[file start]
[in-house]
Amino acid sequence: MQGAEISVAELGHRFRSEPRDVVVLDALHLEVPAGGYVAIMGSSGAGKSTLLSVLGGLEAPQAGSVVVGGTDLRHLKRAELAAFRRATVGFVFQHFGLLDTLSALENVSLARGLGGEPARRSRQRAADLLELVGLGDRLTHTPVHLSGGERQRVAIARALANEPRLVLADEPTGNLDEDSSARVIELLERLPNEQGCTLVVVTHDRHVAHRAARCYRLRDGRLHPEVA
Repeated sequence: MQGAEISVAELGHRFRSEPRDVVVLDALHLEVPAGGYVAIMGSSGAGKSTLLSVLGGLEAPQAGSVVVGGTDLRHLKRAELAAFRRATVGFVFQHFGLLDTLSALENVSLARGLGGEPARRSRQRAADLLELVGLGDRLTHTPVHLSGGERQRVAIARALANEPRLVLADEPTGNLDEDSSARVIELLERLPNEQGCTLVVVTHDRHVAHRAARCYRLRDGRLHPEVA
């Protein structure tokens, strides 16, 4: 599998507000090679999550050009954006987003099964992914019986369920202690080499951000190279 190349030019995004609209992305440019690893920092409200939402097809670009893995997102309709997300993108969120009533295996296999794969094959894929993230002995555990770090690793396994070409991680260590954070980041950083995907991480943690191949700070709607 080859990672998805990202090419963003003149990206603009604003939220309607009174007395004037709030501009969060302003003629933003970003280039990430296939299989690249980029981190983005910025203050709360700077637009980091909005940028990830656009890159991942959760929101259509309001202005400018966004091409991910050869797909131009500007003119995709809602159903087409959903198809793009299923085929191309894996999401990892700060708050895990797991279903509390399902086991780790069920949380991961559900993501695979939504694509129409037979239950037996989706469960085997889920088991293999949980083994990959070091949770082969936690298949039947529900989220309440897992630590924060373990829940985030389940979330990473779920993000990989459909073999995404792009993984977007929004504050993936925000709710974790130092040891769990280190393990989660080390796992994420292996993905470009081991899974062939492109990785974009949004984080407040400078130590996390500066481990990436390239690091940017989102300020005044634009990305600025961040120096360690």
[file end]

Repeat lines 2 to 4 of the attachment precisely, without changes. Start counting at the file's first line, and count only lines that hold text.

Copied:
Amino acid sequence: MQGAEISVAELGHRFRSEPRDVVVLDALHLEVPAGGYVAIMGSSGAGKSTLLSVLGGLEAPQAGSVVVGGTDLRHLKRAELAAFRRATVGFVFQHFGLLDTLSALENVSLARGLGGEPARRSRQRAADLLELVGLGDRLTHTPVHLSGGERQRVAIARALANEPRLVLADEPTGNLDEDSSARVIELLERLPNEQGCTLVVVTHDRHVAHRAARCYRLRDGRLHPEVA
Repeated sequence: MQGAEISVAELGHRFRSEPRDVVVLDALHLEVPAGGYVAIMGSSGAGKSTLLSVLGGLEAPQAGSVVVGGTDLRHLKRAELAAFRRATVGFVFQHFGLLDTLSALENVSLARGLGGEPARRSRQRAADLLELVGLGDRLTHTPVHLSGGERQRVAIARALANEPRLVLADEPTGNLDEDSSARVIELLERLPNEQGCTLVVVTHDRHVAHRAARCYRLRDGRLHPEVA
């Protein structure tokens, strides 16, 4: 599998507000090679999550050009954006987003099964992914019986369920202690080499951000190279 190349030019995004609209992305440019690893920092409200939402097809670009893995997102309709997300993108969120009533295996296999794969094959894929993230002995555990770090690793396994070409991680260590954070980041950083995907991480943690191949700070709607 080859990672998805990202090419963003003149990206603009604003939220309607009174007395004037709030501009969060302003003629933003970003280039990430296939299989690249980029981190983005910025203050709360700077637009980091909005940028990830656009890159991942959760929101259509309001202005400018966004091409991910050869797909131009500007003119995709809602159903087409959903198809793009299923085929191309894996999401990892700060708050895990797991279903509390399902086991780790069920949380991961559900993501695979939504694509129409037979239950037996989706469960085997889920088991293999949980083994990959070091949770082969936690298949039947529900989220309440897992630590924060373990829940985030389940979330990473779920993000990989459909073999995404792009993984977007929004504050993936925000709710974790130092040891769990280190393990989660080390796992994420292996993905470009081991899974062939492109990785974009949004984080407040400078130590996390500066481990990436390239690091940017989102300020005044634009990305600025961040120096360690």